DSC08081rThe market was not a food market, but general item market and at 9.30 am it had not yet begun to trade properly. There were a few stalls operating, but we were more interested in the various local sites than shopping.

DSC08083rRegent Theater built in 1928, it can seat 2000 people. To help to keep it going, after the refurbishment in 2010, the management have an annual second hand book sale, which has grown to be the largest secondhand book sale in NZ, and some consider even in the southern hemisphere. The sale raises over $100,000 a year towards the upkeep of the theater. The books sell for about $1 each, having been donated for free by the residents of the city.

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With my back to the theater and on the side of the market area this shows the town hall and St Paul’s Anglican Cathedral.

DSC08088rWhen cruise ships are in port the cathedral offers free organ recitals during the day.

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The first church was built here in 1862, but the current cathedral was not started until 1915 when the foundation stone was laid. It was consecrated in 1919.

800px-Town_Hall_DunedinPicture from the internet my own effort was very poor.
The foundation stone of the town hall was laid in 1878 and the town hall opened in 1880. It has the feel of Edinburgh.

DSC08089rDunedin and Edinburgh have been ‘twined’ since 1974.

I’m sorry to say, but the weather reminded me of Edinburgh as well – cold and windy with showers, and I had to wear long pants for warmth, and it was supposed to be summer! I’m sure I’ll get in to trouble for that remark. :-o)

DSC08094rAfter we’d wandered around on our own we joined the others for the tour of Dunedin and the surrounding area. The above picture is Otago Boys High school, founded in 1863 and is New Zealand’s oldest boys’ secondary school.

DSC08099rBaldwin Street, which is listed as the steepest residential street in the world.

The steep part is concrete because if it had been tarmac and during a hot summer the street would have melted and flowed downhill . . .

Once a year Cadbury’s have a sweet rolling event – Jaffas are released at the top and bounce their way down to be caught by hundreds of children

250px-JaffasJaffas from the internet

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Picture off the internet showing the slope if the road is flat compared to the house.

DSC08102rRemember when railway stations were a work of art?

DSC08103rI suppose they would have had the same feeling that one gets today at an airport – but why do I prefer railway stations? For me, a railway station is far more romantic, think Casablanca .

DSC08106r   The Silver Fern about to depart – will the lady with the blue bag make it?

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A brief encounter ?

DSC08114rThe feel of solidarity – stained glass windows – very church like.

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From the city it was just a short ride to some high points for the views.

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Working our way down to sea level.

DSC08138rcSwimming beach, but I wouldn’t fancy a swim at this beach considering there is little between it and the Antarctic. Perhaps if I wore a wet suite I’d brave the water.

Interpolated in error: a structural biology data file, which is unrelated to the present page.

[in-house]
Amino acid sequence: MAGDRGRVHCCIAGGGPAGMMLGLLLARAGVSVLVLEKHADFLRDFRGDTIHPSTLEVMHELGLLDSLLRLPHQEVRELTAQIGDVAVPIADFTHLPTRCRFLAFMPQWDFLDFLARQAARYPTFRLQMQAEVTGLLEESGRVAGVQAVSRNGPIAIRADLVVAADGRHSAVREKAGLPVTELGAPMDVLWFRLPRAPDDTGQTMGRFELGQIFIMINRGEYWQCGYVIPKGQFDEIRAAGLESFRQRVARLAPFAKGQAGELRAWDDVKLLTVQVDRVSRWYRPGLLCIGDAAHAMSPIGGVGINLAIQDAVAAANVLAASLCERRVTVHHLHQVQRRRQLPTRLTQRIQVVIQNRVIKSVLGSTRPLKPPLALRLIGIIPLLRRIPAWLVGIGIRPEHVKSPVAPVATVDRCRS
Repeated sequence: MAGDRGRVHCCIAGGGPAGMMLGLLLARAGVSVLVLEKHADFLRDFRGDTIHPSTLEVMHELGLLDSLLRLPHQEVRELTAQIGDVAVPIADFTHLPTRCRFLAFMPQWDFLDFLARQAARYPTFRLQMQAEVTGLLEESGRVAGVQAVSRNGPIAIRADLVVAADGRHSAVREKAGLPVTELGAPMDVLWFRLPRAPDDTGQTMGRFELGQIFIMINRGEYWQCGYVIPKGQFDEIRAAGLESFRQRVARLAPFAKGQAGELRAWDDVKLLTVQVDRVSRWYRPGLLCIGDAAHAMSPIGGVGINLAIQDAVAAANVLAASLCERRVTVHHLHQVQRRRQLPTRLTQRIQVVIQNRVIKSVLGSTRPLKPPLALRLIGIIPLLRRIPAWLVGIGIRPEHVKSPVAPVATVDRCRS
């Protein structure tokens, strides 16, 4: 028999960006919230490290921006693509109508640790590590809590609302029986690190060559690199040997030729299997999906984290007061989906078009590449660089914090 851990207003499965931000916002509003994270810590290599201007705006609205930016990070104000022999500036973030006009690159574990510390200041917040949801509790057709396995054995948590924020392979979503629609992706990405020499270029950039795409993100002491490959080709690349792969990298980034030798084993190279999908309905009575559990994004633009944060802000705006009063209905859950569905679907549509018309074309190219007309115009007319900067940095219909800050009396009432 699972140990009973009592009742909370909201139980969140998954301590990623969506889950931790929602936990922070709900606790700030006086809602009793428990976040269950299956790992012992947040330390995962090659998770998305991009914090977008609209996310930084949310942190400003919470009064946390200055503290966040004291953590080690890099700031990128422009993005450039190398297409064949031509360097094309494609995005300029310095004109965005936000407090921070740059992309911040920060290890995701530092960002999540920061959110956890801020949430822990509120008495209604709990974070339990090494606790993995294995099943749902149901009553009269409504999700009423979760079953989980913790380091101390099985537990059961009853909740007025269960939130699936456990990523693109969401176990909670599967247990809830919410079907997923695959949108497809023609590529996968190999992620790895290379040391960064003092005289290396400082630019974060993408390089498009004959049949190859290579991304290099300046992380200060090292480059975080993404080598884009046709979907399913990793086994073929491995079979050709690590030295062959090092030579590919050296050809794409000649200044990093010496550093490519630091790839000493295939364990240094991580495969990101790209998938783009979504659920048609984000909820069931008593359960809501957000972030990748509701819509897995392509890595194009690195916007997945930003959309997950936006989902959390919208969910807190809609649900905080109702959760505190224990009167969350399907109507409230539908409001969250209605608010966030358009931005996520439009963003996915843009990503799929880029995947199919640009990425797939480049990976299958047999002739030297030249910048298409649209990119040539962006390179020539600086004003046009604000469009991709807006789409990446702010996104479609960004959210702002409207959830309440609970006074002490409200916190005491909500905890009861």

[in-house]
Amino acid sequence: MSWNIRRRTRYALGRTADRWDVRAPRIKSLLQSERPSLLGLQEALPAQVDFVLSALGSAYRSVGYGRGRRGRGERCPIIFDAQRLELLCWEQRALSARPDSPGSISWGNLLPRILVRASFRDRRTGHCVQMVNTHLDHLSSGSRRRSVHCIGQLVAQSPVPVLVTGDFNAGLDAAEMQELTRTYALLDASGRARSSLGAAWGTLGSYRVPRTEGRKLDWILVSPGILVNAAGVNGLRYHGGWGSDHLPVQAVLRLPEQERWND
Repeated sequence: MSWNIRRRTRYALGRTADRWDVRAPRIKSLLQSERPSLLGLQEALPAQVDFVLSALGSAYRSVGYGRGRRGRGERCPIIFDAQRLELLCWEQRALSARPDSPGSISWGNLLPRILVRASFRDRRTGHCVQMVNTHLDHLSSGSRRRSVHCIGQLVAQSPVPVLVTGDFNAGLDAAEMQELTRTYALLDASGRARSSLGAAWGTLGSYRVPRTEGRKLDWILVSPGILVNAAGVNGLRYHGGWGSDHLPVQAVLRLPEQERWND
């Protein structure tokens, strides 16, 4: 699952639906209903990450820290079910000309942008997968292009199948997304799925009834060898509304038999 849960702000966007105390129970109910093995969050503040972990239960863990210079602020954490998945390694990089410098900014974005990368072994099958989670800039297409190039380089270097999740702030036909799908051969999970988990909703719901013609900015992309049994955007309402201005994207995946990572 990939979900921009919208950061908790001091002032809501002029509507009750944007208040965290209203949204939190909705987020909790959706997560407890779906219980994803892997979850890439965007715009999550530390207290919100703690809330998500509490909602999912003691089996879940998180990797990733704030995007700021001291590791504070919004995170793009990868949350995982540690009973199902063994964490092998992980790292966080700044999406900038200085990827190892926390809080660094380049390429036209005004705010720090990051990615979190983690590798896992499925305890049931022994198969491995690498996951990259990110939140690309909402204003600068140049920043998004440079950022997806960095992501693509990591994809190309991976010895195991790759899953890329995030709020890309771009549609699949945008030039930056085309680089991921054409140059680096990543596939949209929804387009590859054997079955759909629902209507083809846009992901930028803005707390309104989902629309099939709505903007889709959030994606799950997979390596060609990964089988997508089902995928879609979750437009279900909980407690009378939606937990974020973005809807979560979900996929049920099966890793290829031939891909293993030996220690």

DSC08135rWe were still in the outer suburbs, when across the road the local sheep didn’t seem to mind our yellow bus. Dunedin can be seen across the hills.

It was the end of our tour and the next stop was our cruise ship, just in time for lunch.

 

Christchurch

DSC08019rAn unusual memorial to those who died in the Christchurch earthquake. 185 chairs all shapes and sizes painted white to remember the victims of the 2011. They stand on the ground where once stood a church – the church was destroyed by the earthquake.

Across the road the cardboard cathedral was pointed out to us.

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DSC08023rThe other side of the cardboard cathedral. It can seat 700 hundred people. The ‘A’ frame incorporates eighty six cardboard tubes each tube weighing 500 kilos. The picture is slightly off center because I took it from a moving vehicle, and we couldn’t stop.

Cardboard_Cathedral_a_touch_of_purpleThis picture was taken from the internet – the original church on this site was demolished because of the amount of damage to it during the 2011 earthquake.

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Artists are encouraged to beautify bare walls left after damaged buildings had been removed.

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Part of the original Christchurch cathedral, which was badly damaged in the earthquake. I suppose it still is the cathedral because it is still consecrated.  DSC08031rNobody was able to tell me if it would be repaired or demolished.

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Other damaged buildings were being kept upright by placing sea containers two high to support the outer walls of the buildings.

DSC08034rYet again, others were being held up with girders.

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We had lunch in a shopping centre built out of sea freight containers. All the buildings in these photographs have been created by using containers.

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This area was for banks and the post office.

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Maureen and I sat in this area, which was an eating area for various types of take away food. To my right was a small bar with two containers cut open to allow the air to flow through the seated area. The bar sold draught beer, which might be an important fact for some readers – it was for me when I was there, it was a warm day . . . . .

DSC08028rChristchurch was far from miserable. Everyone we saw seemed happy and the place had plenty of spending tourists .I did hear that the council wanted to remove the sea container emergency shopping area, but the area has become a tourist attraction as a symbol of Christchurch’s fortitude.